Missions ranged from resource capture to stealth to wave defense. While I found the campaign to be a useful way to familiarize myself with the game's many systems, units and tactics, it's also repetitive, with a few missions that are downright frustrating. I made much use of save games in order to get through the most enraging scenarios.
Like most RTS games, the real value is in multiplayer. Dawn of War 3 offers 3-v-3, 2-v-2 and 1-v-1 on a single space station map. It's here that Relic's dedication to the genre is tested to the full.
Over the last 13 years, the Dawn of War series has evolved significantly. When the first game came out in 2004, it was widely accepted as a reasonably standard addition to a fading genre, albeit one that sported good-looks and an attractive fantasy world.
Resource gathering was a semi-automatic matter of capturing territory and building resource points, rather than fussing around with resource units. This central tenet remains in Dawn of War 3. There are no workers in this world.
Resources can only be secured by conquering and holding resource points. These can only be harvested by investing in upgrades. They require defensive building projects. There are a finite number of these points. The ones that matter are situated at the center of the map.
Dawn of War's 2009 sequel swerved into Diablo territory with upgradeable squads that were designed to stay with the player. It also dispensed with base-building, and introduced Heroes.
In Dawn of War 3, buildings are back, but there's not too many of them. There's generally a standard barracks, a building for specialized mid-tier units, one for advanced machines as well as another for handling upgrades and buffs.
Units have retained some of the RPG-elements of the last game, with upgrades and secondary abilities on offer. There are also pre-game selectable buffs that affect favored types of units, allowing the player to focus on particular strategies. But these units carry a far greater sense of disposability than in Dawn of War 2. Large armies and massive battles are encouraged. In any given game, lots of soldiers die. Many of them die quickly.
In early phases of the game, the player gets refunds on killed units. As the game progresses through specific timed phases, these refunds diminish. This — and the contested resource points — encourages probing attacks in early parts of the game, pressuring players to range outwards, rather than digging in behind fortification.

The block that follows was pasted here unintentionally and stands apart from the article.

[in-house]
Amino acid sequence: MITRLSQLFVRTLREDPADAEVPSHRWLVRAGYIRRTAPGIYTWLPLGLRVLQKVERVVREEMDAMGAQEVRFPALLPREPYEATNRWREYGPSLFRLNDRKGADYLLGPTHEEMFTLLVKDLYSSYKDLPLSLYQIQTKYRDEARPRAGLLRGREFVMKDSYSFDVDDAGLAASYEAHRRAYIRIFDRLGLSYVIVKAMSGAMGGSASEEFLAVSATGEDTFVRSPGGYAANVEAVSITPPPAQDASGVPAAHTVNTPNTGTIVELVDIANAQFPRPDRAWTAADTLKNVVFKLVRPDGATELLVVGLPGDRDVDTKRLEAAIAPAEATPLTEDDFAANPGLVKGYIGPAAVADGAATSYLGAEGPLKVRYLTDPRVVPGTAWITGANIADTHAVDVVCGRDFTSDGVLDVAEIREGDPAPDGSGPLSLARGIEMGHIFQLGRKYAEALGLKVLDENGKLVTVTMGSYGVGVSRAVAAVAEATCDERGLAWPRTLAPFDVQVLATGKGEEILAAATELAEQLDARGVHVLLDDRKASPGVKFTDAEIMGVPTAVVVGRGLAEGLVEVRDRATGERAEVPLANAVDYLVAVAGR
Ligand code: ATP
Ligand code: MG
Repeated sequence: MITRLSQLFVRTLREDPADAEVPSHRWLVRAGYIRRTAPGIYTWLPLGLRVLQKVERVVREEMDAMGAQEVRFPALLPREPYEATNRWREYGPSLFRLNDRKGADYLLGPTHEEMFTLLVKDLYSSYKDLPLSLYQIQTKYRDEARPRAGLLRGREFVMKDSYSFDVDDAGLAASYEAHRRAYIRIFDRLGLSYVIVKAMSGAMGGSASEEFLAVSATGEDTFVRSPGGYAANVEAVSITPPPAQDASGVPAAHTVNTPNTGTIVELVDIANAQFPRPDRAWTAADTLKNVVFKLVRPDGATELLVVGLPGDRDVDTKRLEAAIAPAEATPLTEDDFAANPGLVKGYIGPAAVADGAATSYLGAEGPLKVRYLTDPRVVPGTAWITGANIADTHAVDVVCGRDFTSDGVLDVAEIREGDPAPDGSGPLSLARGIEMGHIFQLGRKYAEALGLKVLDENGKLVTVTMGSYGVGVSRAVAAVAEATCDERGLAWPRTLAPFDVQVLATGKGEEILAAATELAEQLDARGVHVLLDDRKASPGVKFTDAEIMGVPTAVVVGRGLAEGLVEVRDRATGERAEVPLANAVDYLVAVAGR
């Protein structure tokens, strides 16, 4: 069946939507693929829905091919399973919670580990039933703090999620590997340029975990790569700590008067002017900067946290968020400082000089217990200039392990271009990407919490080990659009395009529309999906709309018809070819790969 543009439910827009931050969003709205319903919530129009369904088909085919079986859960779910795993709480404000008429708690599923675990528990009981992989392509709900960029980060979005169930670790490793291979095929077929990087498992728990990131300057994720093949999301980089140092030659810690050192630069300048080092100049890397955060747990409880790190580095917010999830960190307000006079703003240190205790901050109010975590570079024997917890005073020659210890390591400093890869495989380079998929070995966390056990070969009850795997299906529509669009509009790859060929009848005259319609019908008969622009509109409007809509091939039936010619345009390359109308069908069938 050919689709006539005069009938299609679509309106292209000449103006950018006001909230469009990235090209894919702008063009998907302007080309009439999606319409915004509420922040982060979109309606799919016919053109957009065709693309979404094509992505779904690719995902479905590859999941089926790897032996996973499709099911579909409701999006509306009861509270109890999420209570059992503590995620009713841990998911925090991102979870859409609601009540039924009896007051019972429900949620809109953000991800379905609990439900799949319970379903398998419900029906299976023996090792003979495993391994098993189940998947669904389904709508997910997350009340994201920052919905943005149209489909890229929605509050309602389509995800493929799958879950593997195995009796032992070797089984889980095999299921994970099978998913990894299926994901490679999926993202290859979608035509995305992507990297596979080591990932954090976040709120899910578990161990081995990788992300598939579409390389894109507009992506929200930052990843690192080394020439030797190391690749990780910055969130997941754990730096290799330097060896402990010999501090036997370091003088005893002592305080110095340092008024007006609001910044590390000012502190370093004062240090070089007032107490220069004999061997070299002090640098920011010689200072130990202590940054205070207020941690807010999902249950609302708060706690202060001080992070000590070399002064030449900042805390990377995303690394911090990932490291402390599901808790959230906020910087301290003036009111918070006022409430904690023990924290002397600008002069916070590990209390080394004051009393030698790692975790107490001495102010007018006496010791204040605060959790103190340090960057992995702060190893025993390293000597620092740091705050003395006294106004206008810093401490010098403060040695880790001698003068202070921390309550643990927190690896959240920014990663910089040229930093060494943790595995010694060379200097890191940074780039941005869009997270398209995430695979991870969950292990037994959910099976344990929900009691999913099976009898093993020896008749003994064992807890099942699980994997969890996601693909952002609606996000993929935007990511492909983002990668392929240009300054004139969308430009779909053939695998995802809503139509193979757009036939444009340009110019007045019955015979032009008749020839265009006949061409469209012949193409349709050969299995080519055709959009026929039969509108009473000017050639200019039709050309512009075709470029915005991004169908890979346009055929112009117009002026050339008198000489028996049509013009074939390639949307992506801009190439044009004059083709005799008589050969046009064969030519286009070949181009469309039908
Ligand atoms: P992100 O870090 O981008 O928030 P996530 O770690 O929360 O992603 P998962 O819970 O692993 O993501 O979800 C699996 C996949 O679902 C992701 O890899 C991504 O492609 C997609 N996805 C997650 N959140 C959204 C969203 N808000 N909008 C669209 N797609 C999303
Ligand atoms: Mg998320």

Multiplayer maps are confounding, to say the least. They require multiple defensive points on home turf, as well as on those fiercely contested middle grounds. The loss of resource points is a significant disadvantage, and although not an automatic losing position, does make it extremely difficult to win the entire contest.
There's no question of attempting to win by building multiple basic units fast and early. The win-state requires the destruction of three placements, including an array of powerful guns. Victory must be earned through a combination of surprise attacks, smart attrition and solid defense.
Undoubtedly, the main departure from previous RTS game is in the imposing power and personalities of the Elite units, a beefed up version of the last game's Heroes. Elites are earned over time by the accretion of Elite points, which is mostly automated but is also hurried by capturing resource areas.
Elites have cooldown moves that yield major destruction against enemies, scattering them to the ground. There's also a hierarchy among them that adds complexity to their tactical use.
Some can be introduced fairly early to a game, while others require the patience of holding out until late in the game. These late game giants are so powerful that they tend to tip games one way or the other.
At times, the use of these Elites focuses so much attention, that the business of creating and upgrading lesser units can seem almost marginal. An Elite can stomp a medium sized force out of existence, but it takes many standard units to take out an Elite. In any case, Elites don't die. They just take a timeout for a few minutes.
Even so, I found myself figuring out that Elites need to be supported properly, by making the correct use of standard units, most especially how they interact with cover and stealth positions. This is not a game for those who like to build lots of units and throw them at an enemy, hoping that force will win the day. Correct use of snipers, air-power and melee units makes an enormous difference to combat outcomes.
Dawn of War 3 makes an admirable attempt to nudge forward a genre that has struggled in recent years to progress. The addition of Elites offers intriguing and complex challenges for those who are prepared to put in the necessary practice. Relic has obviously thought long and hard about how realtime strategy might best be improved — even if true evolution seems out of the game’s grasp.
Warhammer 40,000: Dawn of War 3 was reviewed using a pre-release Steam key provided by Sega. You can find additional information about Polygon’s ethics policy here.